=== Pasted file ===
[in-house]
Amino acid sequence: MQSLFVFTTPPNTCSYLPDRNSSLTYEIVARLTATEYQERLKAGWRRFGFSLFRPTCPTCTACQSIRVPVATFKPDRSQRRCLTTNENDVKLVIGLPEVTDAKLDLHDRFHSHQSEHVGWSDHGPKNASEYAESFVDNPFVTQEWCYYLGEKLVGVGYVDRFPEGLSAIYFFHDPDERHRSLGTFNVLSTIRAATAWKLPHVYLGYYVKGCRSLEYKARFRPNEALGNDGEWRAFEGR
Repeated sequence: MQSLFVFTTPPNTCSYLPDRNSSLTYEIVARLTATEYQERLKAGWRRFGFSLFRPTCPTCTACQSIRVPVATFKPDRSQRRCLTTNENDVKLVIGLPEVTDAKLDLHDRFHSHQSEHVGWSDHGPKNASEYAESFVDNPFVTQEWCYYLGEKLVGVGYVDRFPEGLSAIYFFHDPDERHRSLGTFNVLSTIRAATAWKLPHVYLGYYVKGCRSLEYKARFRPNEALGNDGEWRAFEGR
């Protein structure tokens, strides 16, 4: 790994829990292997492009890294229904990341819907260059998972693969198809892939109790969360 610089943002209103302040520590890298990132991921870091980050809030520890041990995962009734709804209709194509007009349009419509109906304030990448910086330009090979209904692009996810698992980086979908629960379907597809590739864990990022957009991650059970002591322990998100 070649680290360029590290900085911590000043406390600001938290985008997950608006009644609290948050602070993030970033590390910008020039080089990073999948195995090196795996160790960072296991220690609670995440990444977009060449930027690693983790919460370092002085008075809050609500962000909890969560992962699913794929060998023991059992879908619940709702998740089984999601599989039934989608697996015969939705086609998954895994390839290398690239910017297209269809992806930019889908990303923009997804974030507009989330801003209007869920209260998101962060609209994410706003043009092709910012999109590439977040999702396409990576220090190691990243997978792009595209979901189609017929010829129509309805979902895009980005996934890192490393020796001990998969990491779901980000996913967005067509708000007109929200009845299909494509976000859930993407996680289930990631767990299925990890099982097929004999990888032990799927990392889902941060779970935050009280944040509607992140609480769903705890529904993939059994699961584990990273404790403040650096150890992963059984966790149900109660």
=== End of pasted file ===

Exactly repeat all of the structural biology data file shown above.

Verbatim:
[in-house]
Amino acid sequence: MQSLFVFTTPPNTCSYLPDRNSSLTYEIVARLTATEYQERLKAGWRRFGFSLFRPTCPTCTACQSIRVPVATFKPDRSQRRCLTTNENDVKLVIGLPEVTDAKLDLHDRFHSHQSEHVGWSDHGPKNASEYAESFVDNPFVTQEWCYYLGEKLVGVGYVDRFPEGLSAIYFFHDPDERHRSLGTFNVLSTIRAATAWKLPHVYLGYYVKGCRSLEYKARFRPNEALGNDGEWRAFEGR
Repeated sequence: MQSLFVFTTPPNTCSYLPDRNSSLTYEIVARLTATEYQERLKAGWRRFGFSLFRPTCPTCTACQSIRVPVATFKPDRSQRRCLTTNENDVKLVIGLPEVTDAKLDLHDRFHSHQSEHVGWSDHGPKNASEYAESFVDNPFVTQEWCYYLGEKLVGVGYVDRFPEGLSAIYFFHDPDERHRSLGTFNVLSTIRAATAWKLPHVYLGYYVKGCRSLEYKARFRPNEALGNDGEWRAFEGR
């Protein structure tokens, strides 16, 4: 790994829990292997492009890294229904990341819907260059998972693969198809892939109790969360 610089943002209103302040520590890298990132991921870091980050809030520890041990995962009734709804209709194509007009349009419509109906304030990448910086330009090979209904692009996810698992980086979908629960379907597809590739864990990022957009991650059970002591322990998100 070649680290360029590290900085911590000043406390600001938290985008997950608006009644609290948050602070993030970033590390910008020039080089990073999948195995090196795996160790960072296991220690609670995440990444977009060449930027690693983790919460370092002085008075809050609500962000909890969560992962699913794929060998023991059992879908619940709702998740089984999601599989039934989608697996015969939705086609998954895994390839290398690239910017297209269809992806930019889908990303923009997804974030507009989330801003209007869920209260998101962060609209994410706003043009092709910012999109590439977040999702396409990576220090190691990243997978792009595209979901189609017929010829129509309805979902895009980005996934890192490393020796001990998969990491779901980000996913967005067509708000007109929200009845299909494509976000859930993407996680289930990631767990299925990890099982097929004999990888032990799927990392889902941060779970935050009280944040509607992140609480769903705890529904993939059994699961584990990273404790403040650096150890992963059984966790149900109660």